Musings | The Daily Star
  • Of meals that ended up as the pièce de résistance of journeys

    Bourdain, the genius both in and out of the kitchen, once famously said, “Travel changes you. As you move through this life and this world you change things slightly, you leave marks behind, however small. And in return, life—and travel—leaves marks on you.” There

  • Death is different for a daughter

    We think of death as the great equaliser. We come to this world alone—as the saying goes—and so we take part of it alone too. The grief that consumes the deceased’s loved ones also seems like a universal experience, and so we console each other with words of

  • Down Memory Lane

    During a chat with my mother one evening, I asked her, "Which belonging of yours do you cherish the most?” I expected her to name her favourite kitchen utensils (which she guards with her life by the way) or her money pouch or that mobile phone of hers which she uses to video call anyone and everyone at the oddest of hours.

  • My memory from a time in the past

    They say, rereading a beloved childhood book, much later in your life, helps you rediscover yourself. The day afterpoet Al Mahmud's death, I reopened one of his poetry books, Pakhir Kachhe, Phooler Kachhe, the only collection of the poet I have ever read and owned.

  • Eishob Dinraatri

    Every cat is a great teacher. I live with five and I know for a fact that they are.

  • The journey for a home

    Anthropologist James Clifford says that the term travel can be understood as a form of 'global contacts' in a post-colonial word. I realised that a genuine traveller is reflective, moving across a landscape where things are in place.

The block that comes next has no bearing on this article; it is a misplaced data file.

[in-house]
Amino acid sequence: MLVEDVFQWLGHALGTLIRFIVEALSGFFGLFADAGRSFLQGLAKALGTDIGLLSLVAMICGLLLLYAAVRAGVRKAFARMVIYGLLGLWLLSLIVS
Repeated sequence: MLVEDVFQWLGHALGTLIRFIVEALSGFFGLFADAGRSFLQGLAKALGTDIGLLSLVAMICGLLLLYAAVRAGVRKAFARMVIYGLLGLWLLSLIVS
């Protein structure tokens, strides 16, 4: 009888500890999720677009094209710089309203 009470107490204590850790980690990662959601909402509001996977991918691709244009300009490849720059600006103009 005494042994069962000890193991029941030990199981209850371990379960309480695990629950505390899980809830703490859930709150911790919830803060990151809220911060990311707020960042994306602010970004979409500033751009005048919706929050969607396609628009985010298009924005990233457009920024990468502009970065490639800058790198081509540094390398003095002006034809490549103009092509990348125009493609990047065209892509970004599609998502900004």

• A little bit of everything makes millennials the most anxious generation

    The internet has had a complete ball of a year, thanks to millennials turning older and 'CRAY-zier' and fighting the growing costs of living. If you think that this 'I cannot buy a home because I spent all my money on avocadoes and that is why I am sad' is a problem just in the west, just drag your mouse and zoom in on Dhaka on the map (especially on the tri-state area).

  • Naiyor: A Tale of Two Passages in Two Eras

    Imagine, dear reader, a youthful village belle. Transport yourself back 50 or 60 years ago. She lives with her husband and her in-laws in a farming homestead in rural East Bengal. It's been a few years since she arrived in her new home.


    There is something about biriyani er aloo that makes it a subject of universal adoration. But before I go rambling about my love for potato-cooked-to-perfection, here's some background story.


    Before writing this article, I decided to ask a few people why they chose to attend this year's Dhaka Lit Fest (DLF). Most of them said they wanted to take a picture with Tilda Swinton.

  • (For a life) On the Road

    I was a particularly anxious child, so much so that even as I tried to sleep, I would resort to visualising elaborate scenes in the dark.

  • Running on Nostalgia

    Nostalgia is not an 'old person' sentiment anymore. It's real and it's hovering above us every minute of the day. Do you ever find yourself going through letters, post cards and old birthday cards received from friends and family members living all over the world? What about catching a movie or a TV show re-run that you grew up

  • A grain of salt

    Unbearable sticky sweaty subtropical hotness of August. Disgruntled and disgusted at the shocking turn of events following the popular “Quota” and “Safe Roads” movements.

  • Death with Dignity

    It's a bit odd for me as a healthy 30-something-year-old to be writing about death. But having lived through the protracted agony of my mother's death from kidney failure and complications from dialysis, I feel I have some authority on the subject.

  • Mani Nano and Us - A Cat Love Story

    As we all filed back to work the week after Eid holidays, my mind, unfortunately, was not-so-full of story ideas; rather it was in a post-holiday lull, full of not-taken vacations and the bad TV series that I binge-watched through the break.